Creators of the famous game Playerunkown’s Battlegrounds are suing a mobile developer for copyright infringement, two games to be exact, with a lot of similarities. The games are Rules of Survival and Knives Out. Both the games were developed by a Chinese developer NetEase and released in November last year. The creators claim that both these games have features which are “constitute copyrightable subject matter”. PUBG Corp has listed several features in their lawsuit which include shrinking play area, a frying pan, and the playground phrase “winner winner, chicken dinner”.
Ars Technica has listed all the elements mentioned in the lawsuit in detail which make up the game. These include air jump, parachuting into the play area, the map of Erangel, reviving fallen teammates, the boost meter, and the ability of the player to run like an idiot in the pre-game lobby. The lawsuit was filed in the Northern District of California and it reads, “The total look and feel of Battlegrounds constitutes copyrightable subject matter”.
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The most notable claim is the frying pan.
The claim reads:
One very beloved aspect of creative expression in Battlegrounds is the game’s iconic frying pan. Previous shooter games did not include the use of a frying pan… the imaginative treatment of a frying pan as a melee weapon is made even more remarkable by its further treatment as armor against shots to the butt of a character.
Yeah, you read it right, they actually used the word “butt” in a legal document. Rules of Survival also uses a crowbar and a rubber chicken as a melee weapon in addition to the frying pan but PUBG Corp argues:
[Their] decision to include a rubber chicken as a melee weapon in ROS was made for the sole purpose of evoking the iconic ‘Winner Winner Chicken Dinner’ emblem of Battlegrounds.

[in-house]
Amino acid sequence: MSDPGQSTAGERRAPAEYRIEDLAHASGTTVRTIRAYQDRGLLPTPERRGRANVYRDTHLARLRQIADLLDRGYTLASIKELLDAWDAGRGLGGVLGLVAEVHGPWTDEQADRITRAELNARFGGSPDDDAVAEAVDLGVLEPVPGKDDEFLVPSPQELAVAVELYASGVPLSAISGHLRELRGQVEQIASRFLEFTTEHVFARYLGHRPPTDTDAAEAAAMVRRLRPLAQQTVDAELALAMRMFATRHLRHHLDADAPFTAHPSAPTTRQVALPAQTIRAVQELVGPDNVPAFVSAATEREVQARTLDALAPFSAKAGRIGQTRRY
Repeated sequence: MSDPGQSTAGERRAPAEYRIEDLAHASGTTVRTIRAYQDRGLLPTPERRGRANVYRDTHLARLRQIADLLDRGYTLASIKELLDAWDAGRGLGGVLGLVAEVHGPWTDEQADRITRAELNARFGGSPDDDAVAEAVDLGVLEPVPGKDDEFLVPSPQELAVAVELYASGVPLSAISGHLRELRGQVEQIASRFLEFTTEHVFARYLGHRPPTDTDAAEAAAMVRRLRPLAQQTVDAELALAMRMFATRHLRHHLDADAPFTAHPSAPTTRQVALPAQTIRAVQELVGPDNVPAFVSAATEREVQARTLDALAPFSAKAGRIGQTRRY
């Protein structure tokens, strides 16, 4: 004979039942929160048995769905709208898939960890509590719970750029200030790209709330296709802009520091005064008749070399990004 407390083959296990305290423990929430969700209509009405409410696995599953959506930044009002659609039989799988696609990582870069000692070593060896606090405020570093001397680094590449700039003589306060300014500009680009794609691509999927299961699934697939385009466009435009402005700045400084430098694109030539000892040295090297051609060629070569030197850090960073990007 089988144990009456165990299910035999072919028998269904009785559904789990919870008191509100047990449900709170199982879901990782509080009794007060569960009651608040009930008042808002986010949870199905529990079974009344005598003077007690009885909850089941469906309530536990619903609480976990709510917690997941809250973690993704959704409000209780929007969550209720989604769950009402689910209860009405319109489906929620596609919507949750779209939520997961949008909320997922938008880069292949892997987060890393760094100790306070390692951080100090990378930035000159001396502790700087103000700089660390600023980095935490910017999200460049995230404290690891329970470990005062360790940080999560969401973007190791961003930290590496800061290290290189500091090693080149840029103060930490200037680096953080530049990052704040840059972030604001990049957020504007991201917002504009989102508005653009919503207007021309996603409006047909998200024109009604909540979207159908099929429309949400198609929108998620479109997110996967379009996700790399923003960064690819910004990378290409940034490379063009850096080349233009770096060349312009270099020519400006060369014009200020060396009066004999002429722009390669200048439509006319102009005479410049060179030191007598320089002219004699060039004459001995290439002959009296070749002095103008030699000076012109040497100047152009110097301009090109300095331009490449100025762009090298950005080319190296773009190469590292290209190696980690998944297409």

They also claimed that ROS also copied their locations. These include a farm with haystacks, a rural aqueduct, a shooting range, and a dockyard with shipping containers. They claim that they all have been reproduced in the mobile game. PUBG even said that they copied the energy drink as well but as you can see:
You decide if it is copied or not? Anyways, the list of comparison goes on and on. PUBG tried to stop the developer from selling these games back in January by contacting the developer directly and they even sent legal warnings for removal of games from the Apple App Store but the developer did not take any action by saying that they didn’t do anything wrong.
A representative of NetEase Games responded to Apple and PUBG Corporation, denying that Rules of Survival and Knives Out infringe PUBG Corporation’s rights. The parties exchanged emails but made no progress toward resolving the dispute.
In my opinion, this seems like a classic case of a large corporation claiming almost everything as their asset or cloners gonna clone. Even the thing that a phrase is a synonym of their game’s phrase and causes copyright infringement sounds fishy but who am I to say anything, I’m not a lawyer and I haven’t even won a chicken dinner in my life.
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